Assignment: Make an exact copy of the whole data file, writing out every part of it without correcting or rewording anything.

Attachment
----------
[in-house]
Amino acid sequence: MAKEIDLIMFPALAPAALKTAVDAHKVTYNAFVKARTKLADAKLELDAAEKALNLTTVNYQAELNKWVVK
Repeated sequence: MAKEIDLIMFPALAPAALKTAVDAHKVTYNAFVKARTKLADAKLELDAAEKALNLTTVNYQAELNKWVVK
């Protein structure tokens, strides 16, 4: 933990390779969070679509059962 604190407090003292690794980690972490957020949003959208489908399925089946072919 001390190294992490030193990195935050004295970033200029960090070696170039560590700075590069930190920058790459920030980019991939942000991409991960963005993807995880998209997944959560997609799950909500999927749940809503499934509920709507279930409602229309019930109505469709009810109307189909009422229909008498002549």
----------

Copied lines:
[in-house]
Amino acid sequence: MAKEIDLIMFPALAPAALKTAVDAHKVTYNAFVKARTKLADAKLELDAAEKALNLTTVNYQAELNKWVVK
Repeated sequence: MAKEIDLIMFPALAPAALKTAVDAHKVTYNAFVKARTKLADAKLELDAAEKALNLTTVNYQAELNKWVVK
């Protein structure tokens, strides 16, 4: 933990390779969070679509059962 604190407090003292690794980690972490957020949003959208489908399925089946072919 001390190294992490030193990195935050004295970033200029960090070696170039560590700075590069930190920058790459920030980019991939942000991409991960963005993807995880998209997944959560997609799950909500999927749940809503499934509920709507279930409602229309019930109505469709009810109307189909009422229909008498002549």